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Early Symptoms of MS

Updated on February 24, 2021
Medically reviewed by
Evelyn O. Berman, M.D.
Article written by
Mary K. Talbot

Multiple sclerosis (MS) is an inflammatory autoimmune disease with a wide range of symptoms that can mimic other conditions. In MS, the immune system attacks the protective coating of the nerve fibers (a substance known as myelin), causing permanent scarring, or sclerosis. Because damage may occur in different places in the central nervous system — including the brain, spinal cord, and optic nerves — there is no one simple diagnostic test or telltale symptom that can be considered a definitive sign of MS.

When someone experiences their first symptom of multiple sclerosis, it may be frightening. Early symptoms of MS may be mild, but if you are in tune with your body, you may understand that something is “off.” You may be tired, get headaches, have visual changes, experience numbness or weakness, notice balance problems, or have bladder or bowel changes. It can be scary and make you feel isolated, if you’re confused about what is happening.

In an article in Momentum, the magazine of the National Multiple Sclerosis Society, Ann Borsellino reminisced, “Many times early on in my disease, I wished I had something people could see, because then they would know what I was going through.”

One study estimates that nearly 1 million Americans are living with MS. Many who have the disease can look back and identify one or two early signs of something that was amiss. Usually it was vision changes or general muscle weakness or numbness that led them to seek a diagnosis.

Vision Changes

Approximately 1 in 4 people who have multiple sclerosis first noticed a problem with their eyesight, according to the National Health Service in the U.K. A condition known as optic neuritis, caused by inflammation of the optic nerve, is common in MS. Vision problems can include:

  • Blurriness (usually in one eye)
  • Pain when you make eye movements
  • Double vision
  • Color blindness or loss of color vision
  • Flashing lights
  • Loss of your field of vision

If you experience one of these visual problems include, ask yourself these questions. You may want to discuss your answers with a doctor.

  • Does my vision look blurred in one eye?
  • Does it hurt to change visual direction?
  • Has the problem lasted more than one or two days?

Muscle Weakness or Numbness

Muscle weakness or numbness is another common warning sign of MS. The Multiple Sclerosis Foundation estimates that up to 55 percent of people with MS identify numbness or tingling as some of the earliest signs of the disease. While weakness or numbness can be attributable to excessive physical exertion or injury, those with multiple sclerosis experience these sensations over multiple days.

In addition to feeling tired or experiencing muscle weakness, you may notice some of these sensations in your arms, legs, hands, or feet:

  • Pins and needles
  • Burning
  • Sensitivity to touch

While visual disturbances and weakness or numbness may be the most common early indicators of multiple sclerosis, there are a wide range of MS symptoms that can be felt from head to toe, from migraines to toe tingling. Symptoms vary from person to person, and only a physician can make an accurate diagnosis.

What MyMSTeam Members Are Saying

Many members of MyMSTeam have reported that visual disturbances and numbness or weakness were early indicators of MS in their lives. One member wrote, “I had weakness on my right side. An on-call general practitioner sent me to the emergency room in a taxi. Staff were waiting for me and treated me for a possible stroke. I spent 10 days in the hospital before I was diagnosed using an MRI scan.” Another member shared, “I went to pick up a coffee cup and it slipped right out of my hands and shattered on the floor.”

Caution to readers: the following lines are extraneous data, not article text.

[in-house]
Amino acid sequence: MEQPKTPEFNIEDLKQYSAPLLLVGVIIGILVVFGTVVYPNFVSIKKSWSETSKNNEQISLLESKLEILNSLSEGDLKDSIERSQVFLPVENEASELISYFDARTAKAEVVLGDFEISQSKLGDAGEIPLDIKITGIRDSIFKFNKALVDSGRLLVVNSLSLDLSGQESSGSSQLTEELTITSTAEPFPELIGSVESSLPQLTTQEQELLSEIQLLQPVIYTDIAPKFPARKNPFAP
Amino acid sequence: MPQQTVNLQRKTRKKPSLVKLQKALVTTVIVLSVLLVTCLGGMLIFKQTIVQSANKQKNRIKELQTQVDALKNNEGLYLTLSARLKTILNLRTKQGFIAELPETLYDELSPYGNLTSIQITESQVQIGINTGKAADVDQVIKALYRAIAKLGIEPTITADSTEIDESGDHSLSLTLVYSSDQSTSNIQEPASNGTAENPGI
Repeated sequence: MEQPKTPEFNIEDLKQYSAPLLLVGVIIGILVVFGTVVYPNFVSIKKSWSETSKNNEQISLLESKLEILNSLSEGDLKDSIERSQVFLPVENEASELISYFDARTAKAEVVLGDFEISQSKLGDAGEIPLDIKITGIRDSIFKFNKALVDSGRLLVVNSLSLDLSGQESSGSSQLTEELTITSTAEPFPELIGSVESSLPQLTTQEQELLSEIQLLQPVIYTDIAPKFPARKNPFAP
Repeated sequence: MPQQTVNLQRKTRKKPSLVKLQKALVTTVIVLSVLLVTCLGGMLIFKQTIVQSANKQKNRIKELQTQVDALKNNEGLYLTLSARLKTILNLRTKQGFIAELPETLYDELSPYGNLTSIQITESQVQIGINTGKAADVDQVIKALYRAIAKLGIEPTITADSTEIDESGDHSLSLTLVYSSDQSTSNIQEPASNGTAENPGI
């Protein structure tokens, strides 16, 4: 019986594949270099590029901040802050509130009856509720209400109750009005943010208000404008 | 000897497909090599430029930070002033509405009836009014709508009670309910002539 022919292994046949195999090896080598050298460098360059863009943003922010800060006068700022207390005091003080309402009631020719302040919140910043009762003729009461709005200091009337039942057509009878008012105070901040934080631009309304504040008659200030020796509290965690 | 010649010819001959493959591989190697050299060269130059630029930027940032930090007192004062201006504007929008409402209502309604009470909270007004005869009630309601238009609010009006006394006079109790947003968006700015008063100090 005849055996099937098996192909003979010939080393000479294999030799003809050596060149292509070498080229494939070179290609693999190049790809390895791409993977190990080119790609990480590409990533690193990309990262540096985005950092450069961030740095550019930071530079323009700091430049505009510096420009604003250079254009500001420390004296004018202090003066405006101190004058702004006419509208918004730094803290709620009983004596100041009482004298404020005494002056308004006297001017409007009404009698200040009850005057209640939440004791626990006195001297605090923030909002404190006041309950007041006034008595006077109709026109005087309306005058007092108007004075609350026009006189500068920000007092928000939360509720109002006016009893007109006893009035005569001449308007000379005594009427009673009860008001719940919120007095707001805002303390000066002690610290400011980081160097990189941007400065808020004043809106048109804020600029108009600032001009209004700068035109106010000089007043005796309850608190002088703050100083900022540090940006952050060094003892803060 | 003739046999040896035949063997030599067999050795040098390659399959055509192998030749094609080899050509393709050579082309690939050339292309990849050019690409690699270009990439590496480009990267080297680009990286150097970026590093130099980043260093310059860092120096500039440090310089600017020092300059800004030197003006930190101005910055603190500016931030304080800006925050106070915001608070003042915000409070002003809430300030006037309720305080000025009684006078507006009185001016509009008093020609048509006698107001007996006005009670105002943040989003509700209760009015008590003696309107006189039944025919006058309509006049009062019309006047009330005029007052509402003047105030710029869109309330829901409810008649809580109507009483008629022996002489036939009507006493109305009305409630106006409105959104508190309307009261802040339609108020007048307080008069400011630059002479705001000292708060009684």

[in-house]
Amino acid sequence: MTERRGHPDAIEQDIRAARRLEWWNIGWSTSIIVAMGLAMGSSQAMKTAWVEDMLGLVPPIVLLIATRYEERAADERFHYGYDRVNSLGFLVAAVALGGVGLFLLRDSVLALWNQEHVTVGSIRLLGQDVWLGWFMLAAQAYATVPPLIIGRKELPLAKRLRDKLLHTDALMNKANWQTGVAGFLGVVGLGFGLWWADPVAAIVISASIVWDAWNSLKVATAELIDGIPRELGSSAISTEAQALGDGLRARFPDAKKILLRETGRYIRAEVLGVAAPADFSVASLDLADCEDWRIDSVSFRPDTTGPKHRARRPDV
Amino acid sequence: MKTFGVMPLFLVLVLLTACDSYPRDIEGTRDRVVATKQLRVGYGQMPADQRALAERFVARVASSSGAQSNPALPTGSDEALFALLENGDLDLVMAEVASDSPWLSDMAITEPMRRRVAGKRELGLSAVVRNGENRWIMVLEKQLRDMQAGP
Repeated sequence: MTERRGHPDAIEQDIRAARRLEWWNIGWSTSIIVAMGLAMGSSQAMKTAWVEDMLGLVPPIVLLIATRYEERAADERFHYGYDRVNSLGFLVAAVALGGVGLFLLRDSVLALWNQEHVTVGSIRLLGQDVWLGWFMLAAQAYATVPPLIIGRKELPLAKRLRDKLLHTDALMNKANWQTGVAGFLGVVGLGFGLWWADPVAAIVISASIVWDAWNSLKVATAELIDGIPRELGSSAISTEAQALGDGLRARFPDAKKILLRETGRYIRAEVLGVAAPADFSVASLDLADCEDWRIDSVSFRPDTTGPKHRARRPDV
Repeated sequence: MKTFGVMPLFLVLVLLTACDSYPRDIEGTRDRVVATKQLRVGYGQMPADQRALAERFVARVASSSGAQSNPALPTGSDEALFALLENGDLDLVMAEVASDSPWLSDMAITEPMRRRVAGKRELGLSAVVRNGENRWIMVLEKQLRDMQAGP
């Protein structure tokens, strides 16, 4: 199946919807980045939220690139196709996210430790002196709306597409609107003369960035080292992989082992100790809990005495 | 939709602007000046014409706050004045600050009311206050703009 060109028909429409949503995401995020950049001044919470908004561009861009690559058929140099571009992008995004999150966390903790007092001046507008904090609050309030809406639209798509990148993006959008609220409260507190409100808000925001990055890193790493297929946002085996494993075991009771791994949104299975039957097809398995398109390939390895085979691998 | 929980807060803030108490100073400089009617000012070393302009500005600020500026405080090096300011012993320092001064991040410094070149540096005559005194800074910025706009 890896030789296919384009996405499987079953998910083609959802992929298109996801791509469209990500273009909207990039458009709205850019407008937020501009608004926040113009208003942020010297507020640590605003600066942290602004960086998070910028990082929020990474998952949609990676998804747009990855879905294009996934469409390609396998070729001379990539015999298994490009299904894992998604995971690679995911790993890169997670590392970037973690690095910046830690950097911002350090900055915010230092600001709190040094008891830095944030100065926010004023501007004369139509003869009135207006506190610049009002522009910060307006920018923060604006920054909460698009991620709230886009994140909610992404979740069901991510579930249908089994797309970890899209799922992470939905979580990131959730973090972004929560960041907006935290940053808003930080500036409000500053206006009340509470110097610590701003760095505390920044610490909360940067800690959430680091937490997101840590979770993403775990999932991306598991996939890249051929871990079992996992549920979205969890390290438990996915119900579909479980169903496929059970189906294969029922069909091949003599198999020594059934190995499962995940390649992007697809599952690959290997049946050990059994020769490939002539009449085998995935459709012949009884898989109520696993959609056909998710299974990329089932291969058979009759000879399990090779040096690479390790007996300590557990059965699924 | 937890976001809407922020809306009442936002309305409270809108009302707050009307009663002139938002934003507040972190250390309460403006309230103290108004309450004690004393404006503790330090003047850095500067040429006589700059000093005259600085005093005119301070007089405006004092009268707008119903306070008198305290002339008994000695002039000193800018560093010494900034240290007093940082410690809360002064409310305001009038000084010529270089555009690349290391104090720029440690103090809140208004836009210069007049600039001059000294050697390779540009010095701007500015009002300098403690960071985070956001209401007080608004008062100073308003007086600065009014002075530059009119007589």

However, MyMSTeam members have also shared a wide range of other symptoms, including muscle spasms and mobility issues. These early symptoms led members to seek medical help that eventually led to their diagnoses.

  • “The tops of my feet hurt.”
  • “I had difficulty lifting my left foot up, so I was tripping and scuffing everywhere.”
  • “I had just returned from overseas. I started losing my balance a lot. I thought it was jet lag.”
  • “I had terrible electric shocks down my spine when looking down.”

Next Steps If You Notice Symptoms

Listen to your body. If you’re concerned that something doesn’t feel quite right, call your physician. Whether you’re experiencing a visual disturbance, muscle numbness or weakness, headaches or vertigo, bladder or bowel problems, it is important to communicate your concerns immediately.

Advocate for yourself and be as specific as possible about your symptoms to ensure your doctor can make an accurate and timely diagnosis. You may be experiencing something unrelated to MS, or it may be a fleeting, temporary symptom. However, if a qualified neurologist gives you the diagnosis of multiple sclerosis, you can learn to manage your symptoms with appropriate therapies and healthy living strategies.

Have you been diagnosed with MS? What were your earliest symptoms? Comment below or start a conversation on MyMSTeam. You never know who could benefit from hearing about your experience.

All updates must be accompanied by text or a picture.
Evelyn O. Berman, M.D. is a neurology and pediatric specialist and treats disorders of the brain in children. Review provided by VeriMed Healthcare Network. Learn more about her here.
Mary K. Talbot is a graduate of Providence College (Rhode Island) and the Medill School of Journalism at Northwestern University (Illinois). Learn more about her here.

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